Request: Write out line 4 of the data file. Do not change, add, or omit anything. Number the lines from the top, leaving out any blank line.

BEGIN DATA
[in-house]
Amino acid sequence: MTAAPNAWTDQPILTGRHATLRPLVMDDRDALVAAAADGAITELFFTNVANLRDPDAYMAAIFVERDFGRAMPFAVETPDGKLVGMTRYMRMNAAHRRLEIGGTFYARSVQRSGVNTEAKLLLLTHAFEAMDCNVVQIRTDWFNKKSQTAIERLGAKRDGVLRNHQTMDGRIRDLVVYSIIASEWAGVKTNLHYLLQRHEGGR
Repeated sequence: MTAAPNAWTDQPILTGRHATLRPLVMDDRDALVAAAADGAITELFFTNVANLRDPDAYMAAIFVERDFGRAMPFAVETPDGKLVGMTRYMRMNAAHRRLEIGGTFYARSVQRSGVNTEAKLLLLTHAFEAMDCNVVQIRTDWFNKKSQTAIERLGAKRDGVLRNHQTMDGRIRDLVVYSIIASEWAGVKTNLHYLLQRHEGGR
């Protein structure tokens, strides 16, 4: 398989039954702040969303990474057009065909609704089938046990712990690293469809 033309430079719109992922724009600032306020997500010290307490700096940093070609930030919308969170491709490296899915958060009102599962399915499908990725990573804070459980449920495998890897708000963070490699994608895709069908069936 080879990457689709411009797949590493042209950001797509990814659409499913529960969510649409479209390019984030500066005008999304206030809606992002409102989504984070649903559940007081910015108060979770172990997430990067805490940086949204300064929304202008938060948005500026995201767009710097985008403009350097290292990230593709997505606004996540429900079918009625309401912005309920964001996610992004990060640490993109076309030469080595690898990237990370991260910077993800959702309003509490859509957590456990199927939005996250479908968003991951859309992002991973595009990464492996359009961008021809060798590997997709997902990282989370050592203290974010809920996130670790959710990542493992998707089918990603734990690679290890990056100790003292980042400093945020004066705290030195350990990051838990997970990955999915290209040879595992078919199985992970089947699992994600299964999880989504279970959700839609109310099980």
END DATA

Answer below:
């Protein structure tokens, strides 16, 4: 398989039954702040969303990474057009065909609704089938046990712990690293469809 033309430079719109992922724009600032306020997500010290307490700096940093070609930030919308969170491709490296899915958060009102599962399915499908990725990573804070459980449920495998890897708000963070490699994608895709069908069936 080879990457689709411009797949590493042209950001797509990814659409499913529960969510649409479209390019984030500066005008999304206030809606992002409102989504984070649903559940007081910015108060979770172990997430990067805490940086949204300064929304202008938060948005500026995201767009710097985008403009350097290292990230593709997505606004996540429900079918009625309401912005309920964001996610992004990060640490993109076309030469080595690898990237990370991260910077993800959702309003509490859509957590456990199927939005996250479908968003991951859309992002991973595009990464492996359009961008021809060798590997997709997902990282989370050592203290974010809920996130670790959710990542493992998707089918990603734990690679290890990056100790003292980042400093945020004066705290030195350990990051838990997970990955999915290209040879595992078919199985992970089947699992994600299964999880989504279970959700839609109310099980």